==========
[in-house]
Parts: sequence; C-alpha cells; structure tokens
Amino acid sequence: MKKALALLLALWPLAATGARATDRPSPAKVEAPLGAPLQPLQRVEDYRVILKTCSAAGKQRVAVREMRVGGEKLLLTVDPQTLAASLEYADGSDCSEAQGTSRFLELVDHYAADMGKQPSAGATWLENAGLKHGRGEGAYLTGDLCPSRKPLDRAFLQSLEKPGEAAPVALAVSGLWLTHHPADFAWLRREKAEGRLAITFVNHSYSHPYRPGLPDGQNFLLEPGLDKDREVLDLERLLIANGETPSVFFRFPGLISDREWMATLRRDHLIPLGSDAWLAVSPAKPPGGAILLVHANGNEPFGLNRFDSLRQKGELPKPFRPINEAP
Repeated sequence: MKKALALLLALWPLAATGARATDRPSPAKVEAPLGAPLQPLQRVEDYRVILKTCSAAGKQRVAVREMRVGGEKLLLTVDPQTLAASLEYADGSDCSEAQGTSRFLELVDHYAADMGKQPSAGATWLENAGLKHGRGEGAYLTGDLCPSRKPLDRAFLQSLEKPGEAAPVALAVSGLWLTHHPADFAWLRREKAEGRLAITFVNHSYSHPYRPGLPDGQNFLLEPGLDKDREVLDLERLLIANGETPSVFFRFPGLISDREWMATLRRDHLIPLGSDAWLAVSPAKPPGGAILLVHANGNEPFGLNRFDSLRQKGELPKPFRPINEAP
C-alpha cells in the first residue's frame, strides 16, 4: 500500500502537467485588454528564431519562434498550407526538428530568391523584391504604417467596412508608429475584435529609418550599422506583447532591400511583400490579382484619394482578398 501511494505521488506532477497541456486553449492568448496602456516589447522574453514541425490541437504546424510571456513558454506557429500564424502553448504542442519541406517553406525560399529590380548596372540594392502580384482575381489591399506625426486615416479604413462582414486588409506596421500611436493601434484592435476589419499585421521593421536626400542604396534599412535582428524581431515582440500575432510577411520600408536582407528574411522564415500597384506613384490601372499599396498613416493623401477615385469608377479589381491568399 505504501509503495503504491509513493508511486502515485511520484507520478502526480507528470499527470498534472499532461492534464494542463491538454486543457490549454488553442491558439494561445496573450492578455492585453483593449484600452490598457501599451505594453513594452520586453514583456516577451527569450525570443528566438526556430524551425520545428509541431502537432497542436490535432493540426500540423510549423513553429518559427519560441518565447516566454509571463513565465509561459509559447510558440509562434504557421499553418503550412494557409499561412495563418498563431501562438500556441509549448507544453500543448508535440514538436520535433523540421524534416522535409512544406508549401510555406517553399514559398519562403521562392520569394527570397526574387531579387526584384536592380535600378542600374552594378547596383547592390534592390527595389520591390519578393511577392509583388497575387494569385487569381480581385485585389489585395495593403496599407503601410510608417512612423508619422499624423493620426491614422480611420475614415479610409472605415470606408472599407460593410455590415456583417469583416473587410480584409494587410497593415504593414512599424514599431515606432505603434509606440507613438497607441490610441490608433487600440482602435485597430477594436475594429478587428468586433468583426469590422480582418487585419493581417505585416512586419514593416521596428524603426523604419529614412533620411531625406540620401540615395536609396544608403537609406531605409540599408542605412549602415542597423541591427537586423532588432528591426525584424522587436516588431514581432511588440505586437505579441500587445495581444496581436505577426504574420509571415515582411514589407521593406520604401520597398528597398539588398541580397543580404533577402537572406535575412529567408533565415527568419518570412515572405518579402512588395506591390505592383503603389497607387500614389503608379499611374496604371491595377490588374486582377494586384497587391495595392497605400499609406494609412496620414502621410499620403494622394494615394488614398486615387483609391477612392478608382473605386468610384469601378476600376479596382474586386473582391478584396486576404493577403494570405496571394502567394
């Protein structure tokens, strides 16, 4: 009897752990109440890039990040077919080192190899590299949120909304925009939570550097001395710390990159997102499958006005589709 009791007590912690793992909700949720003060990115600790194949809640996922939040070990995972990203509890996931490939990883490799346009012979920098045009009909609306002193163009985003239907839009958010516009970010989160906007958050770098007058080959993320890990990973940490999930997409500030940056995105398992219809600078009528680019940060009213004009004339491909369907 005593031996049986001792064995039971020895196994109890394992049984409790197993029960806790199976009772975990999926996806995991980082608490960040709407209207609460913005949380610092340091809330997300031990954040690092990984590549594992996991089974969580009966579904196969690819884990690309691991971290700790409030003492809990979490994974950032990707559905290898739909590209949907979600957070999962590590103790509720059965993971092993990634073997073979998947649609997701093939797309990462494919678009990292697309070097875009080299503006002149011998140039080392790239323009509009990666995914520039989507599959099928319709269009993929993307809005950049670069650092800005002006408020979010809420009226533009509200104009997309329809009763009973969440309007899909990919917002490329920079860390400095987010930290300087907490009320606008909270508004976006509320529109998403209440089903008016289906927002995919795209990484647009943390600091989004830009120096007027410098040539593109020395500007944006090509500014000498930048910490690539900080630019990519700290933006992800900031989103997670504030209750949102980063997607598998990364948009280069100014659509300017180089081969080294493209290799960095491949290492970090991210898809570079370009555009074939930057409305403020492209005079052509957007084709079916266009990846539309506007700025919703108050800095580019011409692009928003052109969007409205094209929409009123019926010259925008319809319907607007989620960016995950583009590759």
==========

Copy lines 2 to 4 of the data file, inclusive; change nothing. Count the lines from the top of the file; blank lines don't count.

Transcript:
Parts: sequence; C-alpha cells; structure tokens
Amino acid sequence: MKKALALLLALWPLAATGARATDRPSPAKVEAPLGAPLQPLQRVEDYRVILKTCSAAGKQRVAVREMRVGGEKLLLTVDPQTLAASLEYADGSDCSEAQGTSRFLELVDHYAADMGKQPSAGATWLENAGLKHGRGEGAYLTGDLCPSRKPLDRAFLQSLEKPGEAAPVALAVSGLWLTHHPADFAWLRREKAEGRLAITFVNHSYSHPYRPGLPDGQNFLLEPGLDKDREVLDLERLLIANGETPSVFFRFPGLISDREWMATLRRDHLIPLGSDAWLAVSPAKPPGGAILLVHANGNEPFGLNRFDSLRQKGELPKPFRPINEAP
Repeated sequence: MKKALALLLALWPLAATGARATDRPSPAKVEAPLGAPLQPLQRVEDYRVILKTCSAAGKQRVAVREMRVGGEKLLLTVDPQTLAASLEYADGSDCSEAQGTSRFLELVDHYAADMGKQPSAGATWLENAGLKHGRGEGAYLTGDLCPSRKPLDRAFLQSLEKPGEAAPVALAVSGLWLTHHPADFAWLRREKAEGRLAITFVNHSYSHPYRPGLPDGQNFLLEPGLDKDREVLDLERLLIANGETPSVFFRFPGLISDREWMATLRRDHLIPLGSDAWLAVSPAKPPGGAILLVHANGNEPFGLNRFDSLRQKGELPKPFRPINEAP